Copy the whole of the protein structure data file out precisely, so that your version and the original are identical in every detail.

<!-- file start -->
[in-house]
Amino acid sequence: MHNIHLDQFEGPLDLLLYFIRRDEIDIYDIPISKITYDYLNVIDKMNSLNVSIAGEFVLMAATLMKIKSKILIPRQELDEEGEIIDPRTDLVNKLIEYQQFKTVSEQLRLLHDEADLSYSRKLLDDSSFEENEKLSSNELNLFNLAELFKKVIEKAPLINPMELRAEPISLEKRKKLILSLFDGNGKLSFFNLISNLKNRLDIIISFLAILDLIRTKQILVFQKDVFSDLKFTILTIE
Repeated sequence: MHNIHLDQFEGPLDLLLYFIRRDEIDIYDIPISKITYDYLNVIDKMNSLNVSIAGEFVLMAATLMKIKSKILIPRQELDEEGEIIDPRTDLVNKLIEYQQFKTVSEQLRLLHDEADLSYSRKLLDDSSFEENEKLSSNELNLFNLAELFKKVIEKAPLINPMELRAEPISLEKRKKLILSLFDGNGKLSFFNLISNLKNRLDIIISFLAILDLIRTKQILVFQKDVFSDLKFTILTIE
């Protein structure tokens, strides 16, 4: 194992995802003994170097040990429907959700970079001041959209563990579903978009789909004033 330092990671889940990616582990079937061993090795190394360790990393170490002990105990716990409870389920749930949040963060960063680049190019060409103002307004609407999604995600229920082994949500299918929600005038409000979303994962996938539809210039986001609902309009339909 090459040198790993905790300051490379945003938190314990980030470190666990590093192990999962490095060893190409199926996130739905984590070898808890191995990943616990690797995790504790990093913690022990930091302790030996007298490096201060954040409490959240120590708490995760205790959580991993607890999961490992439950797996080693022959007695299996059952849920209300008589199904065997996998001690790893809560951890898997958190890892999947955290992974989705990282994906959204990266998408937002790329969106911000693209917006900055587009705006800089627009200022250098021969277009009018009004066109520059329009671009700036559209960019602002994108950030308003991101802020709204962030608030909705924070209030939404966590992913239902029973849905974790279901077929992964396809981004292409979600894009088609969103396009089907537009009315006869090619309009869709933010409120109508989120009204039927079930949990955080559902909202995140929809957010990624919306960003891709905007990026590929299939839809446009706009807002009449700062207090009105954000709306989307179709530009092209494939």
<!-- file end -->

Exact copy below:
[in-house]
Amino acid sequence: MHNIHLDQFEGPLDLLLYFIRRDEIDIYDIPISKITYDYLNVIDKMNSLNVSIAGEFVLMAATLMKIKSKILIPRQELDEEGEIIDPRTDLVNKLIEYQQFKTVSEQLRLLHDEADLSYSRKLLDDSSFEENEKLSSNELNLFNLAELFKKVIEKAPLINPMELRAEPISLEKRKKLILSLFDGNGKLSFFNLISNLKNRLDIIISFLAILDLIRTKQILVFQKDVFSDLKFTILTIE
Repeated sequence: MHNIHLDQFEGPLDLLLYFIRRDEIDIYDIPISKITYDYLNVIDKMNSLNVSIAGEFVLMAATLMKIKSKILIPRQELDEEGEIIDPRTDLVNKLIEYQQFKTVSEQLRLLHDEADLSYSRKLLDDSSFEENEKLSSNELNLFNLAELFKKVIEKAPLINPMELRAEPISLEKRKKLILSLFDGNGKLSFFNLISNLKNRLDIIISFLAILDLIRTKQILVFQKDVFSDLKFTILTIE
């Protein structure tokens, strides 16, 4: 194992995802003994170097040990429907959700970079001041959209563990579903978009789909004033 330092990671889940990616582990079937061993090795190394360790990393170490002990105990716990409870389920749930949040963060960063680049190019060409103002307004609407999604995600229920082994949500299918929600005038409000979303994962996938539809210039986001609902309009339909 090459040198790993905790300051490379945003938190314990980030470190666990590093192990999962490095060893190409199926996130739905984590070898808890191995990943616990690797995790504790990093913690022990930091302790030996007298490096201060954040409490959240120590708490995760205790959580991993607890999961490992439950797996080693022959007695299996059952849920209300008589199904065997996998001690790893809560951890898997958190890892999947955290992974989705990282994906959204990266998408937002790329969106911000693209917006900055587009705006800089627009200022250098021969277009009018009004066109520059329009671009700036559209960019602002994108950030308003991101802020709204962030608030909705924070209030939404966590992913239902029973849905974790279901077929992964396809981004292409979600894009088609969103396009089907537009009315006869090619309009869709933010409120109508989120009204039927079930949990955080559902909202995140929809957010990624919306960003891709905007990026590929299939839809446009706009807002009449700062207090009105954000709306989307179709530009092209494939």